Video Trends in the Health Industry
Updated March 1, 2017
Featured image from Filmora.
Virtual reality (VR) has its uses in entertainment, but it is also being used in more scientific sectors. VR is growing in the healthcare industry by the day. With the introduction of new products, apps, and interactive programs, the medical sector is making good use of the opportunity VR provides.
Virtual Reality for Medical Professionals
Through VR, professionals are able to practice medical procedures in a risk free environment. “With visual simulation combined with force-feedback technology, the surgeon can experience both visual and physical feedback when practicing a procedure,” writes Alex Senson (TechCrunch). The use of VR for practice is safe and cost effective.
Medical students are able to immerse themselves into the stressful trauma bay environment with programs like the virtual emergency room. The virtual emergency room allows students to experience what being in an actual trauma bay feels like through the use of 360 video. The same technology is also allowing surgeons to stream medical procedures with VR video so that students can observe and learn without crowding the operating room.
VR is also helping medical professionals improve their bedside manner. “We Are Alfred” is a VR experience that — quite literally — helps users see through the eyes of an elderly patient. The program, created by Embodied Labs, is being used by caretakers to understand more intimately exactly how their elderly patients live day-to-day.
Virtual Reality for Patients
Medical professionals aren’t the only ones benefiting from VR though. VR is being used to help treat patients with Alzheimer’s, phantom limb pain, ADHD, PTSD, phobias, and anxiety. MindMotionPro was created to help speed up stroke rehabilitation.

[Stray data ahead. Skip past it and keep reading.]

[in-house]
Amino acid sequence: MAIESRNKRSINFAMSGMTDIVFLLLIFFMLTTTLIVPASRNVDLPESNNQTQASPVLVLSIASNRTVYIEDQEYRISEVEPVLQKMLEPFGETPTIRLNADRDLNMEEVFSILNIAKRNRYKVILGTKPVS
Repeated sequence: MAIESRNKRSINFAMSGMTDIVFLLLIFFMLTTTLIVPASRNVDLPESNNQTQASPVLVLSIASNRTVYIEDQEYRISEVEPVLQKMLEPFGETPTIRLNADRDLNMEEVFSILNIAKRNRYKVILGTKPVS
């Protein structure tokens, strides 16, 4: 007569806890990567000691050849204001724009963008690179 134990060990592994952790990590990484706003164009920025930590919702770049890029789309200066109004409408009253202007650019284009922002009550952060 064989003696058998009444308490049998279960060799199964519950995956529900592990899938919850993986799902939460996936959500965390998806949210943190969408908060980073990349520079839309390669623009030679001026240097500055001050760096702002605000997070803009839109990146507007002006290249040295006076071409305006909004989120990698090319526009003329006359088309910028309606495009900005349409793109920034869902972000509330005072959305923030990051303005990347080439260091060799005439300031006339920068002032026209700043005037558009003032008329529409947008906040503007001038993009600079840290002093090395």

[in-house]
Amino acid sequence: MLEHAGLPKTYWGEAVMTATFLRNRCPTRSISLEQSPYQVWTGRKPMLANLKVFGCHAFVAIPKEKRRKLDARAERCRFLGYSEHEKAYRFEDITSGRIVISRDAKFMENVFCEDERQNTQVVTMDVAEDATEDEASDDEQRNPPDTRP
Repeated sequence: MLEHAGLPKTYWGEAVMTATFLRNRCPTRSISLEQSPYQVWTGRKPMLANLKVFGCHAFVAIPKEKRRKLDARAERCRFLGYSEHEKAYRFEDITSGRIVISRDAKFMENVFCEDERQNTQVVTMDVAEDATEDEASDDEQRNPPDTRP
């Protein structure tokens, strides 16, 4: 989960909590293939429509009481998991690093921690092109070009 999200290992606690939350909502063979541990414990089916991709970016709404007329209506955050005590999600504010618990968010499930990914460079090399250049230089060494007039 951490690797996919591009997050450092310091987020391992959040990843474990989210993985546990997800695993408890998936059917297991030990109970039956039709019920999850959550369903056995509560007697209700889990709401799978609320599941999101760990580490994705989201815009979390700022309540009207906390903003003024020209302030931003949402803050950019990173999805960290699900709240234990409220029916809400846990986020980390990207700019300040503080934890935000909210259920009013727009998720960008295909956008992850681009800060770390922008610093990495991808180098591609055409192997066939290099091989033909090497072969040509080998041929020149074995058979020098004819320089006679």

It is also being used to make patients feel more comfortable in the hospital environment. Cedars-Sinai is providing hospitalized patients with VR videos aimed at relaxing them in the foreign hospital environment.
Virtual Reality Medical Apps
While some of the medical VR programs are created specifically for patients, others have been developed for the general public. Companies are using VR to manage stress. Apps like Guided Meditation VR transport users into tranquil settings that promote calming meditation techniques.
Other apps are making exercising more engaging. With Widerun, users are able to workout on stationary bikes while experiencing an outdoor adventure through their VR headsets. Runtastic gives users a wide range of 7-minute exercise routines they can run through their Oculus Rift headsets.
The overall benefits for using VR in the health industry are great and numerous. For medical professionals, it makes teaching experiences easily accessible, provides a risk-free practice environment, and is cost effective. For patients and the general public, it is easy to use and growing, as new programs are constantly being developed.
Danielle Santilli is a strategist at Green Buzz Agency. Her job entails researching and implementing SEO practices, idea generation for video projects, and managing GBA’s social media platforms. Outside of working for GBA, Danielle enjoys singing, group fitness, and traveling.
Katie Murray contributed to this post.